What Questions Does the IRS Ask?


Quick Answer

Generally, the IRS asks about dependents, age, income, sources of income, home ownership, tax identification numbers, marital status, country of residence, assets and channels of contact, among other questions, according to the IRS.gov FAQ page. The IRS does not require the same type of information from every entity. For instance, the information demanded from retirees is different from that required of employees.

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Full Answer

Questions asked by the IRS should be answered correctly and in full because the information is used to determine a person's tax burden. Incorrectly answered questions could lead to jail terms, heavy fines or an unnecessarily high tax burden. Because tax regulations frequently vary from one year to the next, the type of information required by the IRS changes accordingly. Religious organizations, such as synagogues and churches, private foundations and other nonprofit organizations are generally exempt from paying taxes and are thus required to answer fewer questions. However, they are required to withhold taxes for their employees, according to IRS.gov.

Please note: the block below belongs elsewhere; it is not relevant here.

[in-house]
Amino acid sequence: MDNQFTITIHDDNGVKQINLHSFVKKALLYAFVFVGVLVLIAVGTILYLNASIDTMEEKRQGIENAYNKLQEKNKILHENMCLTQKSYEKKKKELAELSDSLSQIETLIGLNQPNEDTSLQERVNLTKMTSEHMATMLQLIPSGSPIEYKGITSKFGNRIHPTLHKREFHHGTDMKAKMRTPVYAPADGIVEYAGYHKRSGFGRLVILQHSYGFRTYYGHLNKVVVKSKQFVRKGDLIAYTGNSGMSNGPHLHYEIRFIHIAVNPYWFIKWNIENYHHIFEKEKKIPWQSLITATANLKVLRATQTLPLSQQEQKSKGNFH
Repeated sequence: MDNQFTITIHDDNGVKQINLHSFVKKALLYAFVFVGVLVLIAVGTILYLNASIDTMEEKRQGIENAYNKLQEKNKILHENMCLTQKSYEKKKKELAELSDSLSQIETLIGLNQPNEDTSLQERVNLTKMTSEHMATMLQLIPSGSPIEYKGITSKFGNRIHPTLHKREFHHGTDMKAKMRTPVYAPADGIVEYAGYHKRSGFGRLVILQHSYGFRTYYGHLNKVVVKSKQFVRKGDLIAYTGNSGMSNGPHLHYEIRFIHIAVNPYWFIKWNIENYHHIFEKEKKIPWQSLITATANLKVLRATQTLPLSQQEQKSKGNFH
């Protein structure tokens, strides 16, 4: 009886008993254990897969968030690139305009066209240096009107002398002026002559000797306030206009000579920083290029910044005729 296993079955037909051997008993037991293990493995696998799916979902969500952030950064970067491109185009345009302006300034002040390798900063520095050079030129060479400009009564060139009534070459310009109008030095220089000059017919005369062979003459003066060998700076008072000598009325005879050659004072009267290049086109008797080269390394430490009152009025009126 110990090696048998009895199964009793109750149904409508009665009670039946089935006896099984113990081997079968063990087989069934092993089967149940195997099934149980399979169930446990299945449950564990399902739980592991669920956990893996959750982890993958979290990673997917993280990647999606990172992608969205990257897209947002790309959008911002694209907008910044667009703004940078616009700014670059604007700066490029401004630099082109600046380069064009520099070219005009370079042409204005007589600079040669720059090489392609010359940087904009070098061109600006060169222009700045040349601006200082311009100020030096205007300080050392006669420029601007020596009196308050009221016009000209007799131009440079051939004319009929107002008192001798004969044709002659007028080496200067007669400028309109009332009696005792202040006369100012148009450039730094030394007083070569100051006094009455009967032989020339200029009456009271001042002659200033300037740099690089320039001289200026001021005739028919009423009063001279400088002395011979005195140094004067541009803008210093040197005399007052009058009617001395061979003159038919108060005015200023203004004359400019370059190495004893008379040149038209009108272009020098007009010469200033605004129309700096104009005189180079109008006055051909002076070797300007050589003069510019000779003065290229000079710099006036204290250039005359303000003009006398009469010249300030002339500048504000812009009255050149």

The IRS first collected taxes in 1862 with the aim of finding funds to finance the American Civil War. At that time, the rates were a relatively tame 3 percent for annual income exceeding $800, rising to 5 percent for incomes over $10,000. In comparison, tax rates can be as high as 40 percent in 2014, particularly for individuals with higher incomes, according to Money Chimp.

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